We forget that jazz was the original “alternative” music. It was lowlife crazy-cool, outsider, indie and DIY to the nth (long before that was necessarily a good thing), and definitely the kind of thing your parents didn’t want you doing. As Frishberg has written, “You choose music, you say goodbye to. . .a predictable future. . .My parents listened to my pianistics with puzzled disapproval, and I once overheard my dad telling his friends that I wanted to be a ‘klezmer’ . . .a low class performer, a clown, maybe a step above organ grinder.”
After earning a degree in journalism, spending two years in the Air Force, and doing time in the ad-world, Frishberg landed in New York. NYC in 1957 was a hotbed of jazz and the arts—a wild creative frenzy of activity between the clubs (Village Vanguard, The Five Spot, The Shalimar, and the Half Note), the studios, and after-hours haunts like painter David X. Young’s famed loft, where the cream of the jazz elite stretched out and blew. With a regular gig at the Half Note, Frishberg was in the thick of it—developing into a wonderful, on-call pianist able to traffic in an array of jazz piano styles. Throughout the 1960s, he worked with an A-list of jazz’s greatest, including Ben Webster, longstanding confreres Al Cohn/Zoot Sims, Carmen McRae, Jimmy Rushing Roy Eldridge, and Gene Krupa, to name a few.
And it was during the ’60s he began writing his own tunes, inspired by the model of the great Frank Loesser, a masterful lyricist and composer known for such shows as Guys and Dolls and How to Succeed in Business Without Really Trying, as well as “Baby, It’s Cold Outside,” “On a Slow Boat to China” and “Praise The Lord And Pass The Ammunition.” Loesser himself advised the would-be songwriter that his “role was less that of the poet, but more that of the journalist. . . [guiding] the listener through the song.”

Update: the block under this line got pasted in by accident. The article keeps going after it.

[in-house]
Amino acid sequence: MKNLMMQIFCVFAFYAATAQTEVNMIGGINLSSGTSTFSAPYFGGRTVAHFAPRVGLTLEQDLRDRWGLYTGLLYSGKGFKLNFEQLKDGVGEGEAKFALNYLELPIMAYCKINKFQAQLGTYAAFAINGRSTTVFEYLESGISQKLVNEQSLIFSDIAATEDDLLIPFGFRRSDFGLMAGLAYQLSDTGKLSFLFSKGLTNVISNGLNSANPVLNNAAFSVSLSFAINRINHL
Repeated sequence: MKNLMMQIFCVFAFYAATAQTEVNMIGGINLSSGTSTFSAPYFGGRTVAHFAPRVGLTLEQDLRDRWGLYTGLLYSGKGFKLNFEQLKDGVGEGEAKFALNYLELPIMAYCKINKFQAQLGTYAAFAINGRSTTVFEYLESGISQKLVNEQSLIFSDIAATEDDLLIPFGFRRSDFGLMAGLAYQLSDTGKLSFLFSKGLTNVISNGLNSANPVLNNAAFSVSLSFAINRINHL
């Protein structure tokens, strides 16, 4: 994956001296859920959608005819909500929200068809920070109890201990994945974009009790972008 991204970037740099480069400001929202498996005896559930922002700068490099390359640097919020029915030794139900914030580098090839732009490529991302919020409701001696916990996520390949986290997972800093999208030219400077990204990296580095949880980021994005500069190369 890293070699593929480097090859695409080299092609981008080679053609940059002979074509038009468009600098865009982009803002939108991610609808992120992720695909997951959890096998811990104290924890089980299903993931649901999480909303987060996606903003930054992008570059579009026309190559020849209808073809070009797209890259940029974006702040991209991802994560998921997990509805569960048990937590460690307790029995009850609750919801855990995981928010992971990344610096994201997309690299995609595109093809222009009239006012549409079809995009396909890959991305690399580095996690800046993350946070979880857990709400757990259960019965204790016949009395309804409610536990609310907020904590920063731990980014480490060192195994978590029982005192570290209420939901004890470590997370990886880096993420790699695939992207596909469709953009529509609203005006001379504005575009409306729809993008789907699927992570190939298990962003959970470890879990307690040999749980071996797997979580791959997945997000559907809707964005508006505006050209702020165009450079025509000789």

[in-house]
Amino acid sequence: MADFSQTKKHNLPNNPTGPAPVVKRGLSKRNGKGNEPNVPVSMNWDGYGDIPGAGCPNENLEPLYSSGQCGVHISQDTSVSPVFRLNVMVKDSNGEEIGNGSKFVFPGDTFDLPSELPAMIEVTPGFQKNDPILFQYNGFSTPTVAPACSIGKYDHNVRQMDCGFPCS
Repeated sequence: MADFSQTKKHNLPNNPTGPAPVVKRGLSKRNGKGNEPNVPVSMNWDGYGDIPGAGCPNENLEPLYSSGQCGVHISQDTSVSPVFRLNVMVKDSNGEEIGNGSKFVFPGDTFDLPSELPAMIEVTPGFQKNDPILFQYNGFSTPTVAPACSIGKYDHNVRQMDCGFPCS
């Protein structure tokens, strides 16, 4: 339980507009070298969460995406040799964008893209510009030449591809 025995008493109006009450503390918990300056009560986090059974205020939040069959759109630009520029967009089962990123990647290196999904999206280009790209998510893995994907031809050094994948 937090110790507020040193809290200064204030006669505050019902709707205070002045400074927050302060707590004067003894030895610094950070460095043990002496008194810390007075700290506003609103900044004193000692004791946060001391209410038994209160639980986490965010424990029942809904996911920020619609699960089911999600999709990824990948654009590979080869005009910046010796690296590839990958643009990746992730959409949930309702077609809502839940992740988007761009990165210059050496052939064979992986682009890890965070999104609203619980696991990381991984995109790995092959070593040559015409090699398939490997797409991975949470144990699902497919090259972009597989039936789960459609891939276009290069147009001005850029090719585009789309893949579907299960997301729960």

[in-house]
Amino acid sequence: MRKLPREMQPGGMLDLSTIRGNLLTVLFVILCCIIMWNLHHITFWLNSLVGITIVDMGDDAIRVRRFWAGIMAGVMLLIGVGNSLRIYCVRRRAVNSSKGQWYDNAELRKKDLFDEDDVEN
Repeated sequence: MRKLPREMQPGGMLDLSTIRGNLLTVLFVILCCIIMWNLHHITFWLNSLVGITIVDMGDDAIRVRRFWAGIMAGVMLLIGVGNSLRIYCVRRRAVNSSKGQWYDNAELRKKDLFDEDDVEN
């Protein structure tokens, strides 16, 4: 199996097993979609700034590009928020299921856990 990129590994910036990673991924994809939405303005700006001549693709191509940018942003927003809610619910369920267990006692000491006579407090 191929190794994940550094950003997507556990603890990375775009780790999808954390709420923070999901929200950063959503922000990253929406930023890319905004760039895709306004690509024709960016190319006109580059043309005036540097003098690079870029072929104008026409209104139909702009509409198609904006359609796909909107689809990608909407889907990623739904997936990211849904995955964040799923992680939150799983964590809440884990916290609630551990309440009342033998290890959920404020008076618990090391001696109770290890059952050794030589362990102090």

From his first published work (“Peel Me a Grape” for Anita O’Day) onward, Frishberg produced songs firmly rooted in jazz with breezy echoes of Loesser—clever, well-crafted songs rich in everydayness and a tasty topicality (minus the ur-satire of say, Tom Lehrer or the cloying smartiness of Randy Newman). This droll and playful, felicitous ease is in evidence as far back as the 1968 tune “Van Lingle Mungo,” a lovely paean to ballplayers’ names—essentially a long, elliptical list-poem. . .”Heeney Majeski, Johnny Gee, Eddie Joost, Johnny Pesky, Thornton Lee, Danny Gardella. . . .”
In 1971, Frishberg “took a left” and moved to Los Angeles, where he fell in with the studio/jazz scene there. Once there he worked on a short-lived variety show hosted by Gene Kelly and subsequently with the great songwriter Bob Dorough on the ABC Schoolhouse Rock franchise. LA has a habit of weighing on the soul (to misparaphrase saxophonist Paul Desmond, “It’s like living in a house where everything’s painted red”), so after 15 years he moved to the less imposing environs of Portland, feeling it was a better place to raise his children (his second son was born here).
These days Frishberg rarely does his bit—that is, singing his songs around Portland—preferring instead to work as a sideman-named-Dave with saxophonists or singers. It’s in those moments, however, you realize just how underrated he is as a piano player. Relentlessly musical and undeniably swinging, he plays tickle-and-pounce, left hand-right hand, cat-and-mouse games with tunes—suggesting moments of Harlem stride, Count Basie-esque chugging momentum, and the pre-bop sublimity of players like Joe Bushkin, Jess Stacy, John Bunch, or a less heavy-handed Dave McKenna. And it’s a delight.
Regardless of the hat he chooses to wear, there’s an ever-present special reserve of warm humor, musicality, and an affinity for vivid storytelling in the work of Frishberg—revealing a left-field romantic with a gentle sense of irony. And this mashup of Plains-prophet wit (a la Hoagy Carmichael), a keen Ring Lardneresque eye for cupidity, and a deferential big-city urbanity (playing free-and-loose with our expectations of status quo) might just be what we need to keep us honest and indie of spirit.